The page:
Sunday, September 4, 2011

Sympathetic Detonation

A sympathetic detonation, also called flash over, is a detonation, usually unintended, of an explosive charge by a nearby explosion. Sympathetic detonation is caused by a shock wave, or impact of primary or secondary blast fragments.

The initiating explosive is called donor explosive, the initiated one is known as receptor explosive. In case of a chain detonation, a receptor explosive can become a donor one.

The shock sensitivity, also called gap sensitivity, which influences the susceptibility to sympathetic detonations, can be measured by gap tests.

If detonators with primary explosives are used, the shock wave of the initiating blast may set off the detonator and the attached charge. However even relatively insensitive explosives can be set off if their shock sensitivity is sufficient. Depending on the location, the shock wave can be transported by air, ground, or water. The process is probabilistic, a radius with 50% probability of sympathetic detonation often being used for quantifying the distances involved.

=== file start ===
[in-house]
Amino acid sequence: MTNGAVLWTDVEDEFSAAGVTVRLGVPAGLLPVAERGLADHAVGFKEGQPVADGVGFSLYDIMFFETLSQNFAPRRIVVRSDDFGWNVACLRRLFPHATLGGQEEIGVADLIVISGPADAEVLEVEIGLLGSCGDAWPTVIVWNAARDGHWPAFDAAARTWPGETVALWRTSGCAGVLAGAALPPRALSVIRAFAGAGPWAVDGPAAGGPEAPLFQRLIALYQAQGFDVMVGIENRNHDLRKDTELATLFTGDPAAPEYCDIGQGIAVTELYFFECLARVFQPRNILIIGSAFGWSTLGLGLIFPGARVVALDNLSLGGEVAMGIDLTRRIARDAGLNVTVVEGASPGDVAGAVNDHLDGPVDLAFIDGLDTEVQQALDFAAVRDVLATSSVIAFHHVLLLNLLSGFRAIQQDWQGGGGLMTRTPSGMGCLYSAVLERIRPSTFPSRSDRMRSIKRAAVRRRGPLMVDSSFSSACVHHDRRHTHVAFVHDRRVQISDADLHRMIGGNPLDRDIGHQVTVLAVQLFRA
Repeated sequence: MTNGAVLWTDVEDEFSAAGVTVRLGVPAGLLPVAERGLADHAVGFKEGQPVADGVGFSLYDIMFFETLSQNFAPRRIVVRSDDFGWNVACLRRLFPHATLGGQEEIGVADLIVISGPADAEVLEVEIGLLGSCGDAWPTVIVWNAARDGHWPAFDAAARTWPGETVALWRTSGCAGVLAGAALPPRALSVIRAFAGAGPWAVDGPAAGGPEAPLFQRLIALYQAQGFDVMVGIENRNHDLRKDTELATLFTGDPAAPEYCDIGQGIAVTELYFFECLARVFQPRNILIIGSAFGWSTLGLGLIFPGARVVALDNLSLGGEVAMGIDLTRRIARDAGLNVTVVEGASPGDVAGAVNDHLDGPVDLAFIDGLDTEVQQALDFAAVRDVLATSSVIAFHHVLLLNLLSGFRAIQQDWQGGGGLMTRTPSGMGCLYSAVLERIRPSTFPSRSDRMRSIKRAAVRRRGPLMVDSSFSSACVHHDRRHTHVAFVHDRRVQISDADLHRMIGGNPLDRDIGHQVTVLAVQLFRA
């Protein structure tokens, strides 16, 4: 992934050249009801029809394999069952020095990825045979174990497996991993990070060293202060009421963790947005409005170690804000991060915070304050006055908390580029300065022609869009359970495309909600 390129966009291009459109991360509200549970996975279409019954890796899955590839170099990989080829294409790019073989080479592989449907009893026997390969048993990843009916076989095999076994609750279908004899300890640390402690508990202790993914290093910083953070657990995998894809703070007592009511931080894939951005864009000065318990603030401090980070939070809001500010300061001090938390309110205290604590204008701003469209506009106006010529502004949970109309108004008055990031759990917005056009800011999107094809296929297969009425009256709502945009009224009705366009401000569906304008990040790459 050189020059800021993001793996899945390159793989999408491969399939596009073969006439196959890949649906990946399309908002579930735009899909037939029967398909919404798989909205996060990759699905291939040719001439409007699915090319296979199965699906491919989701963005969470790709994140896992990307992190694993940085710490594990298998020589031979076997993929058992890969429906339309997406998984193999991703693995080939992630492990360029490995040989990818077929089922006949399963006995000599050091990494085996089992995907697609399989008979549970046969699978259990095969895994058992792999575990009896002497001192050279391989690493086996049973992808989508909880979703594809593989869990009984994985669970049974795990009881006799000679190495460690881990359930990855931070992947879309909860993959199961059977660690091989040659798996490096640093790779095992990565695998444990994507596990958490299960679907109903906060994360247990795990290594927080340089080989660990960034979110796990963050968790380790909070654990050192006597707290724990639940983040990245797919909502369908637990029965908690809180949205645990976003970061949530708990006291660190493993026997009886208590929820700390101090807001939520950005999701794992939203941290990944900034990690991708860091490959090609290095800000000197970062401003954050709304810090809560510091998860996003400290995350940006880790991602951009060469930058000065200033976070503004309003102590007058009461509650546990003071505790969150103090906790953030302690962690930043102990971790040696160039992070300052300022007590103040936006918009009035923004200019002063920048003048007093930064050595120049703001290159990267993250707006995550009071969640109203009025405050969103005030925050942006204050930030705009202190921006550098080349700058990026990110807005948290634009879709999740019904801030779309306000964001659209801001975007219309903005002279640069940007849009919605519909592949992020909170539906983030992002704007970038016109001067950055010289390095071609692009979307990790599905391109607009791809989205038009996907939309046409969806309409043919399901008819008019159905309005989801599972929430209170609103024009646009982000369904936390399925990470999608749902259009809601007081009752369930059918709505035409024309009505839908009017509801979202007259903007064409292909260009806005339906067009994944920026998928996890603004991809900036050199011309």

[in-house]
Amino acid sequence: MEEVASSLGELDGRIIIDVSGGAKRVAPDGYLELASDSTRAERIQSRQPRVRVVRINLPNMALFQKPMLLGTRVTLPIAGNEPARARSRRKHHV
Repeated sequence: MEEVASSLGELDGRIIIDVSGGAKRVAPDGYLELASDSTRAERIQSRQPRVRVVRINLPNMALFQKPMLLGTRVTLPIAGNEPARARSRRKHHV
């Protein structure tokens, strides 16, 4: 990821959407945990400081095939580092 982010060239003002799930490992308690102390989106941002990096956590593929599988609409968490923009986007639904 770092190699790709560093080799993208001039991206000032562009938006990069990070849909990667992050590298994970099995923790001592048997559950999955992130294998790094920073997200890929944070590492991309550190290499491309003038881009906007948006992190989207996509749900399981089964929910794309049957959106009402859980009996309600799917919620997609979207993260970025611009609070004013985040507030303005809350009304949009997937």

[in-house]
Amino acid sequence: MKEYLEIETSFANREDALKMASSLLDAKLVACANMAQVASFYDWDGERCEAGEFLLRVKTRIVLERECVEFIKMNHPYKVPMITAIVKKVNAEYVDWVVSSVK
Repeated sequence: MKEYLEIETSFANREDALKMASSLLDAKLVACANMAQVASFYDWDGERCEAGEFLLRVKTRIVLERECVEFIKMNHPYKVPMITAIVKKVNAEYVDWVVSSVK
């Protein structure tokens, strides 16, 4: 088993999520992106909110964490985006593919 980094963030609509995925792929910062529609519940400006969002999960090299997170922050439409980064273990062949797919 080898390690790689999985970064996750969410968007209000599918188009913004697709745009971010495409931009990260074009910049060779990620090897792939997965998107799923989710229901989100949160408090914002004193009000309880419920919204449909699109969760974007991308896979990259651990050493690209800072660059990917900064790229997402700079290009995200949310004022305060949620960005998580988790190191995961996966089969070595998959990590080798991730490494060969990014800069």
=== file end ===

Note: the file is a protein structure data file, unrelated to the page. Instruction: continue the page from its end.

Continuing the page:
Sympathetic detonation presents problems in storage and transport of explosives and ordnance. Sufficient spacing between adjacent stacks of explosive materials has to be maintained. In case of an accidental detonation of one charge, other ones in the same container or dump can be detonated as well, but the explosion should not spread to other storage units. Special containers attenuating the shock wave can be used to prevent the sympathetic detonations; epoxy-bonded pumice liners were successfully tested. Blow-off panels may be used in structures, e.g. tank ammunition compartments, to channel the explosion overpressure in a desired direction to prevent a catastrophic failure.

Other factors causing unintended detonations are e.g. flame spread, heat radiation, and impact of shrapnels.

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